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How to Condition Clay Soil

By Amrita Chuasiriporn ; Updated September 21, 2017

With a little effort and management, your clay soil can actually be of great benefit to your plants. Clay has a greater ability than other soil types to retain minerals necessary for the production of healthy organic life in your garden. The main difficulties of clay soil are that it provides poor drainage and is difficult to plant, but clay soil can be managed and changed over time.

Break up the top 6 inches of clay soil you presently have in your garden. Swing your mattock and burrow it deeply into the ground, then pull it out. It will bring soil up with it, and repeating this motion throughout your garden will help break it up.

Break up the chunks of clay soil you have dredged up out of your garden. It is easier to mix particles together if they are of similar size. This is an important step to take before you add compost.

Add compost to the soil in the amounts specified by either the manufacturer (if using commercial compost) or your compost recipe (if using homemade compost). Usually, compost amounts will be specified on the basis of coverage in cubic feet.

Mix the compost into the soil. Repeat as necessary after each crop has run its course and you are preparing to plant new ones. Soil conditioning is an ongoing process, and one that is never complete.

Work your soil as little as possible after the initial conditioning. Work more compost in as needed, but do not be concerned with getting it in very deep every single time you do it. If you keep digging deep, you run the risk of destroying the good work you did at the beginning, because the soil will compact itself, leaving no room for plant roots or water.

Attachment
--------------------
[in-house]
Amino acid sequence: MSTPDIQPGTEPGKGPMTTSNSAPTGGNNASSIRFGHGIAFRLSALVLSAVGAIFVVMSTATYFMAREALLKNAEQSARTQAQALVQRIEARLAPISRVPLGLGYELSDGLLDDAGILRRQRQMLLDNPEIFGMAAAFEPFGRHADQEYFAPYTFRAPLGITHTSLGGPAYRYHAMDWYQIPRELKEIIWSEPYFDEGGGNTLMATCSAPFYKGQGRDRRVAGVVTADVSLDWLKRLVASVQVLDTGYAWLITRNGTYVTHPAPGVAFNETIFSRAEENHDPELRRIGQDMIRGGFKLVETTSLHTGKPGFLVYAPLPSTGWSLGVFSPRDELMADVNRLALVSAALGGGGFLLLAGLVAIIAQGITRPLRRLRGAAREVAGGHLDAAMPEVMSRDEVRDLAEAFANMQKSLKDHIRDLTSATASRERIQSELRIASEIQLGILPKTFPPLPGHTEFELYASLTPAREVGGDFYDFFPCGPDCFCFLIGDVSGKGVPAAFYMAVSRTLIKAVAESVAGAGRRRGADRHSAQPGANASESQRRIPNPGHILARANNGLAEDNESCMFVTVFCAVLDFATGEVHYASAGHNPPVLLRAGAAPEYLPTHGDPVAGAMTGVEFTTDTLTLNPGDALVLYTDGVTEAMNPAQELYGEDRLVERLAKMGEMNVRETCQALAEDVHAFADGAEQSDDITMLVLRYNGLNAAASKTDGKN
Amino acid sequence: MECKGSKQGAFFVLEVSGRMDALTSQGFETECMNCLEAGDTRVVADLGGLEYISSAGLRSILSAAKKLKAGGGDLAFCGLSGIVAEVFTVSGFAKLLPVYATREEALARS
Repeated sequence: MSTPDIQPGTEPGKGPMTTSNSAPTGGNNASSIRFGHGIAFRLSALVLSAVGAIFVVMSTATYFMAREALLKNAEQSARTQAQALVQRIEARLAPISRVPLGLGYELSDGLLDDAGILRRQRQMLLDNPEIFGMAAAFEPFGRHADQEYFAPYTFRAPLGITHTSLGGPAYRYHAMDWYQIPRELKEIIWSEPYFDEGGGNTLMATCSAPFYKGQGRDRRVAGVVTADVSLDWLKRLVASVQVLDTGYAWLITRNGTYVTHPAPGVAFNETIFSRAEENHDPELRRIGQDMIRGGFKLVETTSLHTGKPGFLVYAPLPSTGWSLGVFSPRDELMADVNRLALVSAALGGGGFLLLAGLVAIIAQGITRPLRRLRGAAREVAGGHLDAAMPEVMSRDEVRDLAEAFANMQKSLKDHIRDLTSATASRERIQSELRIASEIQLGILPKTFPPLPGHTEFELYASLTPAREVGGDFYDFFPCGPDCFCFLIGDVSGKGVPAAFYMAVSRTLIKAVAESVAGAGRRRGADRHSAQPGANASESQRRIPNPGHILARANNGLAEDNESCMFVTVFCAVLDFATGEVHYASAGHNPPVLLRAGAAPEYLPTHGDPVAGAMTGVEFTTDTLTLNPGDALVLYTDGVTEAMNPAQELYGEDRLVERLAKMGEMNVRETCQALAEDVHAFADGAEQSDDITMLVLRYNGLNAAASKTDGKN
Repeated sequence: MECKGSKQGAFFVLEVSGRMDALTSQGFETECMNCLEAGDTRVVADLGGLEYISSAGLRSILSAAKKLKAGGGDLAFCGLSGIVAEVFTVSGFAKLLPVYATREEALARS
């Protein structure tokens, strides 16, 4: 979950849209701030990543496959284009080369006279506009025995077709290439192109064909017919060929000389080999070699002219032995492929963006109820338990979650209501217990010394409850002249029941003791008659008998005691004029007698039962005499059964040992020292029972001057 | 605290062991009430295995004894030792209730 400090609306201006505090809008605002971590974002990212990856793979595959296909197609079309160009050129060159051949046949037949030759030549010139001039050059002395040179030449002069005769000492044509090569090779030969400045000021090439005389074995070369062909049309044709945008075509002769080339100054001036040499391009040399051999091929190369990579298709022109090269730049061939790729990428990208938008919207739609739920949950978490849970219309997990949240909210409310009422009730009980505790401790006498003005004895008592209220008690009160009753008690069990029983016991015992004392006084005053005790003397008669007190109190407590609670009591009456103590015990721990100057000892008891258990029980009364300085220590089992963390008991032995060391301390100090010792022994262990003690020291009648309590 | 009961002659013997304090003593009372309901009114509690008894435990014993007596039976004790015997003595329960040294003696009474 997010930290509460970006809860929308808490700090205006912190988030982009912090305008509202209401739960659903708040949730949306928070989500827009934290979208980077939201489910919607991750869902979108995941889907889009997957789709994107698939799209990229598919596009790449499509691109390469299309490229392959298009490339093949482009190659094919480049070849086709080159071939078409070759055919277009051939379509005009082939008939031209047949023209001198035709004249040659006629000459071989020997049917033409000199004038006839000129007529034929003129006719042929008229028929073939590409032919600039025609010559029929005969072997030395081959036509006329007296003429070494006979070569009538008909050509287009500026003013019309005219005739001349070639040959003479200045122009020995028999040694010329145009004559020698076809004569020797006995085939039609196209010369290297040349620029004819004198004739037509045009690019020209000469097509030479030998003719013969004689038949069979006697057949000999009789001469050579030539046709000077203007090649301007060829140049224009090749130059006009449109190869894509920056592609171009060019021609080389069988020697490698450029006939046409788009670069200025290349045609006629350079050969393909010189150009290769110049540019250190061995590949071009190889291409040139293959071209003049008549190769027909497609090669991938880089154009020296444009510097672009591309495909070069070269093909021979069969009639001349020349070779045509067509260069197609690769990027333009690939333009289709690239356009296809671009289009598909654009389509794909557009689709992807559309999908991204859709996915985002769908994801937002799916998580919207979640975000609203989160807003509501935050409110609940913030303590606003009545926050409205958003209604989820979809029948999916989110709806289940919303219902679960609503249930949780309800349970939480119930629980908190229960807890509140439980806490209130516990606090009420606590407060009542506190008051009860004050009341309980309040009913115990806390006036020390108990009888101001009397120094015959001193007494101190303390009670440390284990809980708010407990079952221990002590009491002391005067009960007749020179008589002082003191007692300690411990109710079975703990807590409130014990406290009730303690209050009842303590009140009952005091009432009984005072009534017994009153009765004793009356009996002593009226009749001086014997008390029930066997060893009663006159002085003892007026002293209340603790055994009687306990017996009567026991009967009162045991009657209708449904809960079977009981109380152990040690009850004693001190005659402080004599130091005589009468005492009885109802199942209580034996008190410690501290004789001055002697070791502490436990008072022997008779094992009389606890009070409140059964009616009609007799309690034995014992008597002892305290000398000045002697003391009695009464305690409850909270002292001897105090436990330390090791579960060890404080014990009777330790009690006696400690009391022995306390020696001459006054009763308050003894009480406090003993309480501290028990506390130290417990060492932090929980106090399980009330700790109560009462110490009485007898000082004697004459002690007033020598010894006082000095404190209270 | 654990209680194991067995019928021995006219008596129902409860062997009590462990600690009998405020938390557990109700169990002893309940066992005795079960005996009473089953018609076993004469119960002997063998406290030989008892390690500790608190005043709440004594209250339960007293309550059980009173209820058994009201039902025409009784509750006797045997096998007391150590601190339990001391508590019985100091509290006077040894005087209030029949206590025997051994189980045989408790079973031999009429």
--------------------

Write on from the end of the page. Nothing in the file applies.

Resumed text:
Things You Will Need

  • Compost
  • Mattock


  • Rototillers should be used with caution, and not just because they can be dangerous pieces of machinery to operate. Overuse of a rototiller can actually cause harm to your garden's fragile ecosystem, full of bacterial and insect life that are interdependent upon one another for survival. Rototillers can severely damage worms and other life-forms that are beneficial to your plants' roots.

About the Author


Amrita Chuasiriporn is a professional cook, baker and writer who has written for several online publications, including Chef's Blade, CraftyCrafty and others. Additionally, Chuasiriporn is a regular contributor to online automotive enthusiast publication CarEnvy.ca. Chuasiriporn holds an A.A.S. in culinary arts, as well as a B.A. in Spanish language and literature.